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Mary Shodiya moved to the States from Nigeria when she was about 11 years old. Mary's mother saved every penny to send her daughter to America to get a good education. She came here alone and lived with relatives she had never met. Her hard work paid off when she graduated at the top of her class and got into the prestigious Columbia University. But, unable to get financial aid from the school or banks, Mary says she couldn't afford college and saw her American dream collapsing.

With only days left before school started, Mary literally took a stand for her education. Mary made her way to Wall Street armed with her grades and test scores. Mary stood right across from the financial capital of the world, the New York Stock Exchange, with a sign that read, "Hello, I'm Mary. I'm brilliant. Columbia University agrees. All I need is a loan. Name your interest rate."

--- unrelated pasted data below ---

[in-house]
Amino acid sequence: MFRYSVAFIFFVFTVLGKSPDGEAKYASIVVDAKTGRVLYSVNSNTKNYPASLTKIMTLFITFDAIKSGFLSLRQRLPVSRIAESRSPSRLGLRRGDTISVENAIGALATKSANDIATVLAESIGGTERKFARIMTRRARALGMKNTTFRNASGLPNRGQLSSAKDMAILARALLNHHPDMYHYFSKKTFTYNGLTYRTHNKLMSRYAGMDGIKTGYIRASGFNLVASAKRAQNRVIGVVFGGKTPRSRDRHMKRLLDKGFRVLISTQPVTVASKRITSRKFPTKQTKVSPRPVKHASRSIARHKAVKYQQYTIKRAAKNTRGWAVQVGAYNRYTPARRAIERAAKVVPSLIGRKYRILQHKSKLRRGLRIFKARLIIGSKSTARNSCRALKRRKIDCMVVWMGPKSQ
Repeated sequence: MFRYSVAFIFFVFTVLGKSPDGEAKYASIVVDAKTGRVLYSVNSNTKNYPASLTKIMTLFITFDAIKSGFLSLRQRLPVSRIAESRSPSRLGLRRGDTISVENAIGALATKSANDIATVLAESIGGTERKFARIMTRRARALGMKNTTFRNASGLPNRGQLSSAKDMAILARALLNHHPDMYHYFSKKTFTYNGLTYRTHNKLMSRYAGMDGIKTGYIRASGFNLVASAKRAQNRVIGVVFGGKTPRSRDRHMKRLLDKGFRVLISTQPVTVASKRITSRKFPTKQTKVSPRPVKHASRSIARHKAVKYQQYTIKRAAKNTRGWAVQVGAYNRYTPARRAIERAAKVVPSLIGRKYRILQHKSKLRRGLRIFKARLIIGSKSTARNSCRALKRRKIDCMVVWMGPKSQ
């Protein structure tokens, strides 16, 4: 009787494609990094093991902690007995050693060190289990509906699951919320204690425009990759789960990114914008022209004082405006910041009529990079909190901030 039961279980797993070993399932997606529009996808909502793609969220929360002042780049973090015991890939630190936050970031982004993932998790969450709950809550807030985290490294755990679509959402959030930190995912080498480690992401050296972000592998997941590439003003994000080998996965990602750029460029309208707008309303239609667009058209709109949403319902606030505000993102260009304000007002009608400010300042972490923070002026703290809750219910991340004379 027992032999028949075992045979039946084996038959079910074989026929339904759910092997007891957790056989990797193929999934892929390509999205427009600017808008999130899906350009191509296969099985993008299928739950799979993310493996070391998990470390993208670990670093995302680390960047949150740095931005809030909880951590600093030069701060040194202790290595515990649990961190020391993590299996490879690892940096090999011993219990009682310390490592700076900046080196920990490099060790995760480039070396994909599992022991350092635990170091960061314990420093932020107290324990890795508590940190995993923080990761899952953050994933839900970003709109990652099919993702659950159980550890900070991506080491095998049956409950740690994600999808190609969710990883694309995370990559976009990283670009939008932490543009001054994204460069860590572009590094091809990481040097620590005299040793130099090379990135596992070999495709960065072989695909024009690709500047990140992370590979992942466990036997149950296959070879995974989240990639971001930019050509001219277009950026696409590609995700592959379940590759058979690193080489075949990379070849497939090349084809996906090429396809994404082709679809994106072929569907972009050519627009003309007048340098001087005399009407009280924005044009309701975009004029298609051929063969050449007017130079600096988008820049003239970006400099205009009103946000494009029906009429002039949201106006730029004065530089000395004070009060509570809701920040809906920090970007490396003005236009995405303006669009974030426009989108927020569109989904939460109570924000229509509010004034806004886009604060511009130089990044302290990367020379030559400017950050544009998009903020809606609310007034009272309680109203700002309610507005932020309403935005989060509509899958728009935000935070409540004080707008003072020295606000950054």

She stood on the street for eight hours straight.

Mary says she didn't want to "miss a golden opportunity if it happened to walk by. The only thing I feared was losing my dream. I needed somebody, anybody, a stranger to tell me to believe in me. I was ready to give up."
FROM: Tom Hanks and the Person Who Made You Believe
Published on October 26, 2004


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